Top 7 Pains of Engineering and Manufacturing Data Management and How To Overcome Them

Oleg Shilovitsky
Oleg Shilovitsky
12 January, 2024 | 7 min for reading
Top 7 Pains of Engineering and Manufacturing Data Management and How To Overcome Them

Engineering and manufacturing industries are becoming increasingly reliant on data-driven processes to streamline operations and enhance productivity. At the same time, if you ask engineers, production planning, and operation managers they are heavily unaware of what can be done to improve data management. Many companies and engineering teams I have spoken with are relying on rudimentary data management ideas and systems such as Folder/Files, Cloud File Storages, Spreadsheets with formulas, and some additional ‘homegrown solutions’.

I appreciate the creativity of engineers trying to solve these problems alone. However, with the vast amount of engineering data generated throughout the product lifecycle and business systems, managing engineering and manufacturing data can be a daunting task.

Earlier this week, I shared a series of articles where I was speaking about what I learned from talking to engineering teams and manufacturing companies with regard to their data management tasks and problems. I’ve heard a lot of really painful stories. Check out my articles below:

In this blog, I’d like to summarize everything we learned and share my take on the top 7 pains of engineering and manufacturing data management. I also want to discuss how organizations can address these challenges.

Data Organization and Silos:

One of the most common challenges in data management is the existence of data silos. Different departments within an organization often store data in isolated systems, making it difficult to access and share critical information. This lack of integration can lead to inefficiencies, miscommunication, and delays in decision-making.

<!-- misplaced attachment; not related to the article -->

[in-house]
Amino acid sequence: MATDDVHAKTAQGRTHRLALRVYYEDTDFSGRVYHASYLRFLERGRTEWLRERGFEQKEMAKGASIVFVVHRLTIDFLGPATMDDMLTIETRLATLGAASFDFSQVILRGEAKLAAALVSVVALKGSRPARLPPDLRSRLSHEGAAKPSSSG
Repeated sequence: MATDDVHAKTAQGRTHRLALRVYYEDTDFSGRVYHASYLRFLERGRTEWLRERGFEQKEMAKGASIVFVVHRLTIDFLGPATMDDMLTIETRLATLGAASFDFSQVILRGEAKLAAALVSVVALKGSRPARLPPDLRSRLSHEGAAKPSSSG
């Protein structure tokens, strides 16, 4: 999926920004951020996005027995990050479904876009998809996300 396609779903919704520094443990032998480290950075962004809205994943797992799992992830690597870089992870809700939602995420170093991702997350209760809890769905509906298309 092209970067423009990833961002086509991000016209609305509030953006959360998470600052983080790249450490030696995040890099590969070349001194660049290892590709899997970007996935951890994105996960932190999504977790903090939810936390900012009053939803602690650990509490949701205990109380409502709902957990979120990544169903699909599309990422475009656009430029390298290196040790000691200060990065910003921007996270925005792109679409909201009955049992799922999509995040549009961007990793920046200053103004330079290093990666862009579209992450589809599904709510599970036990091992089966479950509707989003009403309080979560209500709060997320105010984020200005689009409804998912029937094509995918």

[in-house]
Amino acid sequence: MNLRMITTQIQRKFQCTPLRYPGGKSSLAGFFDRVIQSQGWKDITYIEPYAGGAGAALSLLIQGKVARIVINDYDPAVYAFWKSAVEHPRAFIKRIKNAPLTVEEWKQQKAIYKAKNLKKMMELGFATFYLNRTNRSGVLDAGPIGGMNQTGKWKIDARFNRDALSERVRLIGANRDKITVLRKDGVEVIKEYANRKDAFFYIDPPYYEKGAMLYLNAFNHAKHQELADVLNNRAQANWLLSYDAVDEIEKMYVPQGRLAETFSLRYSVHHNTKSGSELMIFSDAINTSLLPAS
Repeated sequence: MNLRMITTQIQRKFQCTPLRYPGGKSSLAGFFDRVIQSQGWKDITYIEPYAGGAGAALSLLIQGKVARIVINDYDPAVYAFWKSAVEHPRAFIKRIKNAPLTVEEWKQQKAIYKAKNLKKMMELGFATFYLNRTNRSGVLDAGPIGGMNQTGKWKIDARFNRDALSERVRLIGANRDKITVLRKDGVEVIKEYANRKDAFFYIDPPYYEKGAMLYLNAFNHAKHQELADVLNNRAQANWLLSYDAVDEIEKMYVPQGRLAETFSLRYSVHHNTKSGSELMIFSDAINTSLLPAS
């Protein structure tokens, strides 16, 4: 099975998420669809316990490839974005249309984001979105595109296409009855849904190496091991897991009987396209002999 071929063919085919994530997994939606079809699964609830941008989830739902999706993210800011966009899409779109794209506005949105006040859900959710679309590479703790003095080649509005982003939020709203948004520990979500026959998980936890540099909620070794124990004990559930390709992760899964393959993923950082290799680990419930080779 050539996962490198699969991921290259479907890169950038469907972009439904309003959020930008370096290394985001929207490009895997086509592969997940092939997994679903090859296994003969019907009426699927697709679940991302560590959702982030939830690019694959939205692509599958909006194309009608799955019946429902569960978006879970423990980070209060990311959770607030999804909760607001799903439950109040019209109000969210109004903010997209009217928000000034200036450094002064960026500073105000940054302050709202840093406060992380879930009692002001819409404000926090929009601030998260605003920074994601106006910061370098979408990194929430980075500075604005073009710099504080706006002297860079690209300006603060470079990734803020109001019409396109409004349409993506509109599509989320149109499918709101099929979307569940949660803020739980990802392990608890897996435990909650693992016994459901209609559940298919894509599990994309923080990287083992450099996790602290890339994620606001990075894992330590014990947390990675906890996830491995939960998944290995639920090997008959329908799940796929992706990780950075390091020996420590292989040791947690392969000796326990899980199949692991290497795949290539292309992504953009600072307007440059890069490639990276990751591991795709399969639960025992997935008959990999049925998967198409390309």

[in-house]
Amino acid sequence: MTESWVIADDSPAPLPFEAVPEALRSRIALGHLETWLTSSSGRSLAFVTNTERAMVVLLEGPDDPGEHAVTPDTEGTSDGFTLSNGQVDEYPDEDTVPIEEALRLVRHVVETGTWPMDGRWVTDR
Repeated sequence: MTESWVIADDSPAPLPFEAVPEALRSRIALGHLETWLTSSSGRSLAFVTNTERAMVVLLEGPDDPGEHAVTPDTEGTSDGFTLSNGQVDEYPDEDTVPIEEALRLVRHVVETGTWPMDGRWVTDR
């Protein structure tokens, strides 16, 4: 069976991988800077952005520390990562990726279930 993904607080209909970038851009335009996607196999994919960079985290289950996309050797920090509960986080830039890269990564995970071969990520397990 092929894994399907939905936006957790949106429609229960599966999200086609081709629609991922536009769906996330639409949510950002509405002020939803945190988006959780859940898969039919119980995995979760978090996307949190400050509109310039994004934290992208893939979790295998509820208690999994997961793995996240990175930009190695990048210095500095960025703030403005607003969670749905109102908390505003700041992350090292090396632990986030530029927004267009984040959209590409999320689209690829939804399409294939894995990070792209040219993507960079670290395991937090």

Bluntly put, files are everywhere. Engineering data (e.g. CAD files) are not managed well. Engineers place them on their local computers and shared drives (both network and cloud). The data is copied between projects, so you can easily find multiple records about the same resistor in multiple Excel or multiple Solidworks part files with the same screw or some other OTS component.

Complexity and Scalability:

Modern products are complex. You have mechanical, electrical, PCB, software components. To organize this information together you need to apply some methodology and tools. Multiple CAD systems and other design tools are used by engineers. The traceability of revisions is becoming a nightmare. Production is outsourced, so CMs can potentially get the wrong data. Companies need to track customer data for maintenance purposes, which brings another dimension of complexity.

As organizations grow and their data volume increases, scalability becomes a concern. Traditional data management approaches may struggle to handle the expanding data requirements. Relying on files, folders, cloud and network storage and spreadsheets is a bad idea. Relying on multiple PDM systems can solve the problem partially, but won’t provide a solution for a growing digital thread of information.